Implicit membrane model
Membrane environment significantly influences the membrane protein structure. So, prediction of correct structure of membrane proteins demands consideration of the membrane environment. One of the simplest membrane representations is the so-called implicit membrane. Such a model, based on ASP treatment of protein-environment interaction (Eisenberg & McLachlan, 1986), has been developed in our laboratory.
Transmembrane electrostatic potential:
Starting conformation of peptide/protein in folded or random coil form arbitrarily placed in with respect to the hydrophobic layer of the membrane. Then, several consequtive MC runs with different number of varying angles (high number at first runs and low at last stages) with energy minimization on each step are carried out. The starting structure of each MC conformational search is the lowest-energy one, obtained at the previous runs.
Using of this membrane model permits prediction of the mode of binding and delineation of residues important for interaction with the membrane.
Testing of the implicit membrane model
Model peptides: poly-Leu, LA and LK
The proposed solvation model needs to be tested in calculations of systems for which experimental data on the structure in membrane-like media (lipid vesicles, micelles, etc.) are available. A comparison of the theoretical calculations with experimental data would make it possible to determine how adequately the model of the membrane reproduces the real behavior of a peptide in the lipid bilayer and to refine the parameters of the model (e.g., weighting factors for the solvation term in the expression for the total energy of the system, the contribution of long-range electrostatic interactions, etc.). The simplest test systems were the model peptides with different behavior in membrane. These are:
Hydrophobic peptide in unordered starting conformation. Poly-Leu
Evolution of the peptide structure during the MC procedure. Starting conformation before (1) and after (2) energy minimization and lowest energy conformations obtained with the interval of ~5000 MC steps (3–5). Non polar membrane layer is hatched. As seen from the figure, during MC simulation the peptide localizes in the non-polar phase of the system and adopts a helical conformation.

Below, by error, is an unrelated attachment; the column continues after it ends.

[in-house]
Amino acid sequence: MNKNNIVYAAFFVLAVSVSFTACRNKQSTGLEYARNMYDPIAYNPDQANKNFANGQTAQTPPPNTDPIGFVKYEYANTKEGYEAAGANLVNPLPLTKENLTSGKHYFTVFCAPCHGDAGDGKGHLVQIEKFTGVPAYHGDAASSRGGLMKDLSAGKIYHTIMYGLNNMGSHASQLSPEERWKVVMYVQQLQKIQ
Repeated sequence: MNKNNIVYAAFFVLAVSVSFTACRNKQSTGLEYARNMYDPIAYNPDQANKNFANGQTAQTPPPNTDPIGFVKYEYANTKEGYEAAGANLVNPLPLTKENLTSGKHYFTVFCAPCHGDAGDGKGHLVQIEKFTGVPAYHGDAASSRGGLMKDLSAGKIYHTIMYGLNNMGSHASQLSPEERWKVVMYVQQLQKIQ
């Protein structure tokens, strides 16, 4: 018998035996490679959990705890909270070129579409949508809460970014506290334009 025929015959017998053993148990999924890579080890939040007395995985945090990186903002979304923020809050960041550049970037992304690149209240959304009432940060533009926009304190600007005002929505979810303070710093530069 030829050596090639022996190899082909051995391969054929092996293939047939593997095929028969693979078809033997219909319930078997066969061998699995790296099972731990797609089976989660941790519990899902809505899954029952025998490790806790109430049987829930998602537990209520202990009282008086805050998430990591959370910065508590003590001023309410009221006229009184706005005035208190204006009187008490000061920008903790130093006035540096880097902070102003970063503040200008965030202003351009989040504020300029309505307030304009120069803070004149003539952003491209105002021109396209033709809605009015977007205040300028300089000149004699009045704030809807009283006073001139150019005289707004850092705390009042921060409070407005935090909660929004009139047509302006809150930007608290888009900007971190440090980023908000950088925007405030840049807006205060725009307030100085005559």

Low energy conformations of poly-Leu in the implicit membrane. Energy distributions for each class of structures are presented over the corresponding conformation. The lowest energy state of the peptide is always situated in the hydrophobic layer. Solvation of the C-terminus of the peptide costs only 1 kcal/mol of the conformational energy. So, we can propose that these two groups can exist simultaneously.
Thus, the simulation results for poly-Leu are in a good agreement with the experimental data. The next step of testing is more complex analysis of peptides with nonuniform polar properties.
Hydrophobic peptide with polar termini: peptide LA
Starting (insert) and low-energy (1–5 bottom panels) states of LA-peptide in implicit membrane. The figure illustrates that in this case transmembrane orientation of the peptide is significantly favorable. Simulation results are completely validated by the solid-state NMR experiments.
Amphiphilic peptide LK
Results of simulations of LK peptide in implicit membrane are shown on the above figures. In the low-energy conformations the peptide forms a peripheral α-helix. All polar side chains are exposed to polar phase of the system, while the non-polar ones are buried into the hydrophobic layer.
So, application of the membrane model to study a variety of membrane peptides represents its general features such as, promotion of α-helix formation in the membrane environment, ability to predict the mode of membrane binding, etc.
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